Briefly, the compact Lie group case involves some structure theory: all maximal tori are conjugate and every element is conjugate to some element in your fixed $T$. Moreover, two elements of $T$ are conjugate iff they are conjugate under the Weyl group $W = N_G(T)/T$. Then one has to pin down the class functions on $G$ (invariant on conjugacy classes) by identifying them with $W$-invariant functions on $T$. (Here the category of groups determines what kind of functions are relevant.) A key fact is that characters of irreducible (necessarily finite dimensional) representations generate the algebra of class functions on $G$, from which you pass to the isomorphic algebra of $W$-invariant functions on $T$. These ingredients are standard but not trivial to develop. As a refinement, when $G$ is semisimple and simply connected, one sees that classes in $G$ are already separated just by the values of the finitely many fundamental characters.

To get more perspective on these ideas, it's worthwhile to look at the closely parallel treatment of a connected semisimple algebraic group (over an algebraically closed field of any characteristic): work of Steinberg and others. Here virtually the same results can be proved, with the important difference that not all elements of $G$ are semisimple (whereas and indeed, characters of representations fail to distinguish elements from their semisimple parts). See Steinberg's old Tata lecture notes or Chapter 3 of my book on conjugacy classes.

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This type of question (separating classes by representations) is natural throughout representation theory of various different flavors. In particular, the systematic treatment of (finite dimensional) irreducible representations of connected compact Lie groups leads to a straightforward affirmative answer: see for instance the textbook Representations of Compact Lie Groups by Brocker and tom Dieck (Springer GTM 98). I could track down specific references in this book, but it's important to realize that what you want is already proved in such sources.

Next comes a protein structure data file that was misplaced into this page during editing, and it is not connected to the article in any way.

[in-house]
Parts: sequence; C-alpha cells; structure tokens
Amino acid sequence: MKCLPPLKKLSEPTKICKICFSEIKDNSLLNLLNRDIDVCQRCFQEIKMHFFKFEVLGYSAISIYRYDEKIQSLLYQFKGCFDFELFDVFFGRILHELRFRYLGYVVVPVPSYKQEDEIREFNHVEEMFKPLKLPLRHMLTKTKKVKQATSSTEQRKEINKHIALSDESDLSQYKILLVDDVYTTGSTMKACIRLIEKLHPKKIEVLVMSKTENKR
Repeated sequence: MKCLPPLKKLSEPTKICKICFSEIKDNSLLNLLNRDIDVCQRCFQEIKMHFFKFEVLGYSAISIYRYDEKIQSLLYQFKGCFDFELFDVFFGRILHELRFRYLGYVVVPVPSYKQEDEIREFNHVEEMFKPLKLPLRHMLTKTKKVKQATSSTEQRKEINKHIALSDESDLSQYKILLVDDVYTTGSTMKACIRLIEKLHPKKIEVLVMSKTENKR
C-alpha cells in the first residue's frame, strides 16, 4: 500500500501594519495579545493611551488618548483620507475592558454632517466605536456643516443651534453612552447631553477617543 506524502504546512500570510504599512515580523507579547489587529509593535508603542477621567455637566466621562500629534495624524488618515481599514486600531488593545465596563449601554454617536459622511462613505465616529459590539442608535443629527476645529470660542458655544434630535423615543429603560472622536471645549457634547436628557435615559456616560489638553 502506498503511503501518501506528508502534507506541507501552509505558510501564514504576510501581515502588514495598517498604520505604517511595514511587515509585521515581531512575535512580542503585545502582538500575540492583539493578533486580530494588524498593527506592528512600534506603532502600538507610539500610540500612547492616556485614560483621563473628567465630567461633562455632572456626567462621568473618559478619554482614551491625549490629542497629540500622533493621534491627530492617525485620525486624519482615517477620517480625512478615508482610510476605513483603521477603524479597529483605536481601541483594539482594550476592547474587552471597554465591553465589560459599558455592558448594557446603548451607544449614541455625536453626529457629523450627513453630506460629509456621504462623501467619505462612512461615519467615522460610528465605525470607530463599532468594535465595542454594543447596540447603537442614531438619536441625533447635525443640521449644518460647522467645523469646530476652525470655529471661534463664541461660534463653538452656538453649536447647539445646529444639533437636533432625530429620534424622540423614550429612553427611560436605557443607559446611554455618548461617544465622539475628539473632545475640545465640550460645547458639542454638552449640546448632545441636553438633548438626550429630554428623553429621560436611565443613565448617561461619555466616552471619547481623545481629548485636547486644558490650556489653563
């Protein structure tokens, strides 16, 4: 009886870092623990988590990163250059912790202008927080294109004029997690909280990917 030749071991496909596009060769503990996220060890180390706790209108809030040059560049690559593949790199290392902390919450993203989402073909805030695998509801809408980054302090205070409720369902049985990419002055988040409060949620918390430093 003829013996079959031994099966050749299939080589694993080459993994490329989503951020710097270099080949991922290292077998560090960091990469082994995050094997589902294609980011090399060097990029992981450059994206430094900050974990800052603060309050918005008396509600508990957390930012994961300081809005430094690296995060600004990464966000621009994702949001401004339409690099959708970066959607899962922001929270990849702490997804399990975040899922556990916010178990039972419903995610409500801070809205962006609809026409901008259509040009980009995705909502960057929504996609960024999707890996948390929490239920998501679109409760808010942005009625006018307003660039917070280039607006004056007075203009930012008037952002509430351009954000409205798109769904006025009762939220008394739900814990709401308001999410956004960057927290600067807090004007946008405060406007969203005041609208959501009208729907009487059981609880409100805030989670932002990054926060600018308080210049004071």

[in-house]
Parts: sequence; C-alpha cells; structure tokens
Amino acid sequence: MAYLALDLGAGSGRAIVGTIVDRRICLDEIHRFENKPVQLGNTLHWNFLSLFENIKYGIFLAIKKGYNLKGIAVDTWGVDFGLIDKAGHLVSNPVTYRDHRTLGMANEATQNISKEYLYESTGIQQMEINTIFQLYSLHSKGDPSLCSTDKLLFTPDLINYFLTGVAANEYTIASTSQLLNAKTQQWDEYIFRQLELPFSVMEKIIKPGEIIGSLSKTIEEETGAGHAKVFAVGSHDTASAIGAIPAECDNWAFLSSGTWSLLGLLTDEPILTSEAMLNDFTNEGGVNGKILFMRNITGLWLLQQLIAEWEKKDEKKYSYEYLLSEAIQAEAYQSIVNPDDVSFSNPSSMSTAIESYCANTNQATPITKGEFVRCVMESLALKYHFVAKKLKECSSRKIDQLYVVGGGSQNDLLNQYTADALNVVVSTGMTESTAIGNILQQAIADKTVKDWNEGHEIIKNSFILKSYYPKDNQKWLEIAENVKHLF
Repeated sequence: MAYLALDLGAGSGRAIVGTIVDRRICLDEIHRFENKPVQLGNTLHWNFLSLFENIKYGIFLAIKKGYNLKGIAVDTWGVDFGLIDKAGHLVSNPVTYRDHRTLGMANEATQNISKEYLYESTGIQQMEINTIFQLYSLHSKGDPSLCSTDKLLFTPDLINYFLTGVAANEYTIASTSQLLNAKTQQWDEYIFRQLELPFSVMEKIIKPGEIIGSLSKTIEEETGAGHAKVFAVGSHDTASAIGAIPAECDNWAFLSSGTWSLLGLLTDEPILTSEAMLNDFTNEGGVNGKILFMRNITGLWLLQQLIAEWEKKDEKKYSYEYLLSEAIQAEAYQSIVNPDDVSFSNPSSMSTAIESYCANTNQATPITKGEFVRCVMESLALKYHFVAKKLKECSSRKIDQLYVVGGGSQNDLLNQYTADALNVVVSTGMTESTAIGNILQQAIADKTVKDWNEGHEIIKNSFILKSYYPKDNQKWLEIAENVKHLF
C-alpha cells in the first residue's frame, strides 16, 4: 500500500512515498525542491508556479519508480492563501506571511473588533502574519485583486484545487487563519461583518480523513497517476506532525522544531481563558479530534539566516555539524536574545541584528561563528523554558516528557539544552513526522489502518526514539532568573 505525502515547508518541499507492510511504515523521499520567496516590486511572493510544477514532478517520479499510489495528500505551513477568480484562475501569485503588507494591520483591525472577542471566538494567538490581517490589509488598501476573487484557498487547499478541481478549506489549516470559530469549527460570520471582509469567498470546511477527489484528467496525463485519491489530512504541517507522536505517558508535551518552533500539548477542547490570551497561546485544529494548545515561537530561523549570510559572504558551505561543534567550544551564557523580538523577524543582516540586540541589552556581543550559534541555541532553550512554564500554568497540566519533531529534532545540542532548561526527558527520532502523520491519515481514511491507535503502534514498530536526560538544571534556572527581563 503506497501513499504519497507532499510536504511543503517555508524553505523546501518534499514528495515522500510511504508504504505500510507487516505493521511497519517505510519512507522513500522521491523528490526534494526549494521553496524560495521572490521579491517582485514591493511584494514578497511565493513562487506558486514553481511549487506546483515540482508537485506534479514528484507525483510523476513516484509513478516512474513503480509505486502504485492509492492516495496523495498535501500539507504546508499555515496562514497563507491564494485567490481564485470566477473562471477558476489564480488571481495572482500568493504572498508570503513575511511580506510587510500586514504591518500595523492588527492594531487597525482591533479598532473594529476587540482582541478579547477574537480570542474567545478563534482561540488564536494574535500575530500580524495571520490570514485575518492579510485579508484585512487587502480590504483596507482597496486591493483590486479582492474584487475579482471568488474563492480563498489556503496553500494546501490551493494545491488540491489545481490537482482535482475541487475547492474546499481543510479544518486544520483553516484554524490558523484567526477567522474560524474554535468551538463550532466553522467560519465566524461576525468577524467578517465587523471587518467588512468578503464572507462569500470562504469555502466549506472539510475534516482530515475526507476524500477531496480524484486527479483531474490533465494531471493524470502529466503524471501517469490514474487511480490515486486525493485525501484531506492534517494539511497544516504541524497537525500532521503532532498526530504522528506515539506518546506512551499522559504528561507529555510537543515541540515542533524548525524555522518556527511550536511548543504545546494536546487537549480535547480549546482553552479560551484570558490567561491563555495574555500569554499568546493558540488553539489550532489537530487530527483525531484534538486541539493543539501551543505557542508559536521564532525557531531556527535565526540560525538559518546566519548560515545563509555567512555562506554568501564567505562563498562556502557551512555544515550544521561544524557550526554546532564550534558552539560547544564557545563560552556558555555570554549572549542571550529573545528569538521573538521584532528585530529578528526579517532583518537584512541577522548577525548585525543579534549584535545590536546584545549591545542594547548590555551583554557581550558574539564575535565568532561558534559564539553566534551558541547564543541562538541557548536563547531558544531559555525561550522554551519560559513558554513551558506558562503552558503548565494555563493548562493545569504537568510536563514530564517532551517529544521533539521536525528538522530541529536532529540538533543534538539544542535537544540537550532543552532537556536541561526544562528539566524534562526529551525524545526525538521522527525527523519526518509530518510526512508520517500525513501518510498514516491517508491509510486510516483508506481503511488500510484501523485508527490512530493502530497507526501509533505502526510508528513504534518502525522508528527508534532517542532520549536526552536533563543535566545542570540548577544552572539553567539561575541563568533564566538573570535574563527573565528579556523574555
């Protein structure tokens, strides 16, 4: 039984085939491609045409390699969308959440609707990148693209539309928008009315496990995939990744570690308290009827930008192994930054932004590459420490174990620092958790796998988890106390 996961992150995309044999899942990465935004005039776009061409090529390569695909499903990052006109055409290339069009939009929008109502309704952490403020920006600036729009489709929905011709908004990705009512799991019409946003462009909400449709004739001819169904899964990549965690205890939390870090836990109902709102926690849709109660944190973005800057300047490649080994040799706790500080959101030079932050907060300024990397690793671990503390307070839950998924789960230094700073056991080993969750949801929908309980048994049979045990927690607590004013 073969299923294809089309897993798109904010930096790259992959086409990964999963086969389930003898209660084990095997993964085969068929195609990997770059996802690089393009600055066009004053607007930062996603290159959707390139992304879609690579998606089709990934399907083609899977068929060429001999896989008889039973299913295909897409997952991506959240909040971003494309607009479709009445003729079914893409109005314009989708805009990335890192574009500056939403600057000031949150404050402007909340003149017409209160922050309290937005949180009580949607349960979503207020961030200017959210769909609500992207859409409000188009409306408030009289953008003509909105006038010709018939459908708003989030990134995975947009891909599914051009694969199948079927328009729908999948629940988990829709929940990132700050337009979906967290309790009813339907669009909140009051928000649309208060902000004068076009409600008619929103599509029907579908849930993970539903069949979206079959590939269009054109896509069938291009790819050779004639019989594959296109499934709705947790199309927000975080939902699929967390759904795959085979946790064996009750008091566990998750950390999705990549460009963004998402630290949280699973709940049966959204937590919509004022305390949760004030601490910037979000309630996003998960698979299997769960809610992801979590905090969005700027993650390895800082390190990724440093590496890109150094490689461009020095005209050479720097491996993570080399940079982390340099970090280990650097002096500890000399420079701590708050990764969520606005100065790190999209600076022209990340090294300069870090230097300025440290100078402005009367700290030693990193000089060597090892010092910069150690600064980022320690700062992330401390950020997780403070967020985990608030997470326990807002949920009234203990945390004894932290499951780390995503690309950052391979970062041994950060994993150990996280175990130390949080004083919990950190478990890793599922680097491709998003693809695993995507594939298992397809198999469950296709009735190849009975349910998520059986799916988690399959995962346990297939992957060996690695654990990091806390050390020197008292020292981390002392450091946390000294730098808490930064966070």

Briefly, the compact Lie group case involves some structure theory: all maximal tori are conjugate and every element is conjugate to some element in your fixed $T$. Moreover, two elements of $T$ are conjugate iff they are conjugate under the Weyl group $W = N_G(T)/T$. Then one has to pin down the class functions on $G$ (invariant on conjugacy classes) by identifying them with $W$-invariant functions on $T$. (Here the category of groups determines what kind of functions are relevant.) A key fact is that characters of irreducible (necessarily finite dimensional) representations generate the algebra of class functions on $G$, from which you pass to the isomorphic algebra of $W$-invariant functions on $T$. These ingredients are standard but not trivial to develop. As a refinement, when $G$ is semisimple and simply connected, one sees that classes in $G$ are already separated just by the values of the finitely many fundamental characters.

To get more perspective on these ideas, it's worthwhile to look at the closely parallel treatment of a connected semisimple algebraic group (over an algebraically closed field of any characteristic): work of Steinberg and others. Here virtually the same results can be proved, with the important difference that not all elements of $G$ are semisimple (whereas characters of representations fail to distinguish elements from their semisimple parts). See Steinberg's old Tata lecture notes or Chapter 3 of my book on conjugacy classes.